American Bison (Bison bison) is being called buffalo less frequently as it is only a distant relative of the "true" buffalo of Africa and Asia. American Bison is more closely related to the Wisent or European Bison. The name bison is a Greek word meaning ox-like animal, while the name buffalo comes from the French word boeufs meaning roughly the same thing. The name boeufs was given to the animal by the French fur trappers. The bison was once a staple for those living in North America west of the Appalachian Mountains. The bison range once stretched from the Appalachians to the Pacific Ocean and from the Northwest Territories to central Mexico.
1. Assemble and prep the ingredients for the braised bison short ribs. My basic braising liquid recipe is available on the right. There is some room for substitutions, if you like. It is a fairly traditional recipe, and it tastes pretty dang good. So give it a try. The bison short ribs that I got for this article are cut in the flanken style, which means they are cut across the grain and there are several short ribs in each piece. The other style is English style, and they are just one long rib. Either will work.
2. Heat up the braising pan over medium-high heat. If the meaty side of the short ribs have a layer of fat, use your boning knife to remove it. Don't worry about any intramuscular fat, as it's not worth the effort of trying to cut it out. Season the ribs liberally with salt and pepper, rubbing it in thoroughly. The pan will take 3‒4 minutes to get hot. Add the 4 Tbsp of butter to the pan and move it around until it melts and the foam subsides. Then lay the short ribs into the pan and begin browning them. Preheat the oven to 350 F.
3. Remove the bison short ribs to a pan and add the veggies. Roughly chop the onions, carrots, and garlic. Use a wooden spoon and stir the veggies around. Cook them until the onions begin to get transparent and a little caramelized. Then add the 2 cups red wine, 1 cup chicken stock, and can of whole peeled tomatoes. Use your wooden spoon to scrape at the drippings stuck to the bottom of the pan. The stuff stuck to the bottom, known as fond, adds richness to the sauce.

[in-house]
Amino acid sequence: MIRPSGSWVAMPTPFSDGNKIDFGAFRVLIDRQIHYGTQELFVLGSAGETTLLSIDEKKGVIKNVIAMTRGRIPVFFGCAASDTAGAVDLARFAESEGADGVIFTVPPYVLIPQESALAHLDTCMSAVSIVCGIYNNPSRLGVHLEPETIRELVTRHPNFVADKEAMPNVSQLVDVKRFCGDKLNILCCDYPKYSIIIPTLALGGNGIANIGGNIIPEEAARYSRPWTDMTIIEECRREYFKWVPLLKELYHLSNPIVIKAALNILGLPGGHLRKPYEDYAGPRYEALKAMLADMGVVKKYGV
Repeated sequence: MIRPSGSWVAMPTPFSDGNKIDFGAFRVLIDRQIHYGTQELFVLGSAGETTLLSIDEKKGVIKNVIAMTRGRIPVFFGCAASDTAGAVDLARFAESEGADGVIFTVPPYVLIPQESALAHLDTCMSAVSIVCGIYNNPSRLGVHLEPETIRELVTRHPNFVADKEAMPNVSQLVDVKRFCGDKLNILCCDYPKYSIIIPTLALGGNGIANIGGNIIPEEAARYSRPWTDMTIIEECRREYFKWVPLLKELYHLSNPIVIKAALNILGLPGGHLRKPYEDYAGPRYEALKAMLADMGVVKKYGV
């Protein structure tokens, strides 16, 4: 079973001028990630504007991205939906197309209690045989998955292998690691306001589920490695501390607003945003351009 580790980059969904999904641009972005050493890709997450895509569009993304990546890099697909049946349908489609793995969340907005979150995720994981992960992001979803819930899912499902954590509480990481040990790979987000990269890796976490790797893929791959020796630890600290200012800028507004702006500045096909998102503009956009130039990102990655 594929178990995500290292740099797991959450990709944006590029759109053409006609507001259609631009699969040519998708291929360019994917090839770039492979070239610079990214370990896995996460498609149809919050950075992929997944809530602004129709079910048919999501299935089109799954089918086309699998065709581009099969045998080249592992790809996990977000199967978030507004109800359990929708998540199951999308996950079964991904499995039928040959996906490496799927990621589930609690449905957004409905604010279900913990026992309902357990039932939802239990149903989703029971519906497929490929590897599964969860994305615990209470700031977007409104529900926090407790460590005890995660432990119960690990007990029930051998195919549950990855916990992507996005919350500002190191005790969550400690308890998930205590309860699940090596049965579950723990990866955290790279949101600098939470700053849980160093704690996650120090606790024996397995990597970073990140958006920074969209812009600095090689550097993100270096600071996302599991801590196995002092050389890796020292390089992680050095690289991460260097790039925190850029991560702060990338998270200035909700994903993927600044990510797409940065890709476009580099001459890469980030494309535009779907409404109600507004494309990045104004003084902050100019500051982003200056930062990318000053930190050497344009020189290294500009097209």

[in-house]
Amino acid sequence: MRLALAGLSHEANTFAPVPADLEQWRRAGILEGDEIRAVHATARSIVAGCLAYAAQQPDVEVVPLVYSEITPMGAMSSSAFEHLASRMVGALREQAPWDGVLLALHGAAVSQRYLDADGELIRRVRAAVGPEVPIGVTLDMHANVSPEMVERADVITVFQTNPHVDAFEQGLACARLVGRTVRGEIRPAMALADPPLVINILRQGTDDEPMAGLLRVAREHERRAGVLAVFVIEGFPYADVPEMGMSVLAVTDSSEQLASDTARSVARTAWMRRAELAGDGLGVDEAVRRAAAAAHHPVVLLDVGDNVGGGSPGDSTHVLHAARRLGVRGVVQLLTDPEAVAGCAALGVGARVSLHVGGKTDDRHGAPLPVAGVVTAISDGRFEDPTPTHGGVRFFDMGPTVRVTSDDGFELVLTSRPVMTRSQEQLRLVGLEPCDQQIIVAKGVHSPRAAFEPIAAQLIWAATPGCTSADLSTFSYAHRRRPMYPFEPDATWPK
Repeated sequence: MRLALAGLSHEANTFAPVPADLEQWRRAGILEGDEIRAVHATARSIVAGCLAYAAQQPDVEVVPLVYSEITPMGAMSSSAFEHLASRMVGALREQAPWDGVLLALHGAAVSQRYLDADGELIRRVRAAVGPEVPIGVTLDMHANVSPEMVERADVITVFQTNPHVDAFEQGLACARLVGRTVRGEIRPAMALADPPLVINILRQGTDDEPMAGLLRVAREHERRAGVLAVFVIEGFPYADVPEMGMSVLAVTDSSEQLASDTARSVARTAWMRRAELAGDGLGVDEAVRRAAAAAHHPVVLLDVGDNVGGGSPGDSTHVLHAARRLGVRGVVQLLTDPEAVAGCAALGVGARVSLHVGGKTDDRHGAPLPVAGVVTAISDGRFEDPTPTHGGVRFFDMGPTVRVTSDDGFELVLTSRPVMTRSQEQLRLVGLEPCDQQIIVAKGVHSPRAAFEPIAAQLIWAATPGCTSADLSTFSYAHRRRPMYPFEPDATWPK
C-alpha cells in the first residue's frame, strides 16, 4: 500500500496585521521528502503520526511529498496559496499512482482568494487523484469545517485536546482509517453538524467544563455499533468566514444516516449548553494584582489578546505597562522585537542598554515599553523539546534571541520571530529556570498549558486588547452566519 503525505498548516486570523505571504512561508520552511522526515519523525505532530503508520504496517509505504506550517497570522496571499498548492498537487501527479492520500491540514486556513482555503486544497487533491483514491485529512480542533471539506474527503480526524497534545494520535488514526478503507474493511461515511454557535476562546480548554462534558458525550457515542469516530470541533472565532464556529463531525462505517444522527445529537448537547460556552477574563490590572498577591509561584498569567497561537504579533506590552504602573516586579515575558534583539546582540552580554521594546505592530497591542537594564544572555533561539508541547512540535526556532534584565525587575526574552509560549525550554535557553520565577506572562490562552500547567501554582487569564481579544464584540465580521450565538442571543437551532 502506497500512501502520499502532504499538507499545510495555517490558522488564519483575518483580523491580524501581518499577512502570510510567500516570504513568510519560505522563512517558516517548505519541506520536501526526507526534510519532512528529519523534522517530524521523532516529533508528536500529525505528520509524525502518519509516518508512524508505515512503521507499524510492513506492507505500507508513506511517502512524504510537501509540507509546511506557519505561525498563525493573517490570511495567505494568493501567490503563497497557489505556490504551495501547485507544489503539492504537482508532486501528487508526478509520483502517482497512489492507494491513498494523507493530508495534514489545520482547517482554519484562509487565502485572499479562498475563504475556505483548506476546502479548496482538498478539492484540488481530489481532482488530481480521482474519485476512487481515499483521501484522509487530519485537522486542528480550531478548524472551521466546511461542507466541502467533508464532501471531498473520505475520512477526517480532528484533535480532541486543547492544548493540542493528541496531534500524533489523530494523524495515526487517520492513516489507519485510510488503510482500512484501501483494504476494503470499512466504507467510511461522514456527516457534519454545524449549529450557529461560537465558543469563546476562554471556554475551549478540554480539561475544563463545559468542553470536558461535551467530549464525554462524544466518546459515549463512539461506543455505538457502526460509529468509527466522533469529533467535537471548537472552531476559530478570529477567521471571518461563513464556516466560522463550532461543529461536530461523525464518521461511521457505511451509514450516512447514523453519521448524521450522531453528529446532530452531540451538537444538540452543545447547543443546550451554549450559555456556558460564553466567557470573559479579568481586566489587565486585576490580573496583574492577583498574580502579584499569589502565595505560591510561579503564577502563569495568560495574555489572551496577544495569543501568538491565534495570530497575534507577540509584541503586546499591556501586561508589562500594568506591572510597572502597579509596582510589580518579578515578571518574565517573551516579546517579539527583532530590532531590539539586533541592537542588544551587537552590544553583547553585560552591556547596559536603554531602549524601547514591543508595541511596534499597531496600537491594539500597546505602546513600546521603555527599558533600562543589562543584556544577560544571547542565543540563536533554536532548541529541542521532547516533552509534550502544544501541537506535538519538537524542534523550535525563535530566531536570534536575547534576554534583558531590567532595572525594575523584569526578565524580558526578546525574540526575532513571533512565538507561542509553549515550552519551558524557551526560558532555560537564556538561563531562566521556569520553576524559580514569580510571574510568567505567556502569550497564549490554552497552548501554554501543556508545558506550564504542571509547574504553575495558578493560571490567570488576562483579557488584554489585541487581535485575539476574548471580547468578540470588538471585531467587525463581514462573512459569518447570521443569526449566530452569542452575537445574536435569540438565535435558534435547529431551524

4. Put the bison short ribs back in the braising pan. Let the braising liquid get up to a boil for a minute or two before putting the ribs back in. Then turn the stovetop heat off. Add the herbs to the pot and put the lid on. If the oven is up to heat, 350 degrees F, put the covered braising pan in and set the timer for one hour.
5. When the timer goes off, remove the pan from the oven. Take the lid off and flip the short ribs over. Re-cover the braising pan and put it back in the oven for another hour. When that timer goes off, flip the ribs again. Repeat this process for a total cooking time of 4 hours. If your braising pan doesn't seal very well, you may have to add more liquid, a salt-free chicken stock perhaps, or water. When the ribs are done, let them rest for 10 minutes before serving them. A little lemon zest on top would be a nice touch.
I have only seen bison sold fresh one time, and I live in a big city. So chances are you will most likely find bison meat in a freezer section somewhere, probably at a co-op.
At almost every farmers market I have been to a bison ranch was there selling bison meat.
You will definitely be able to buy bison meat online.
If you get the English-style short ribs, the cartilage around the rib is much chewier, and you may even consider removing it.
If you don't have a braising pan, just use a baking dish and cover it with aluminum foil tightly. Brown the ribs and veggies in a frying pan and transfer them to the pan.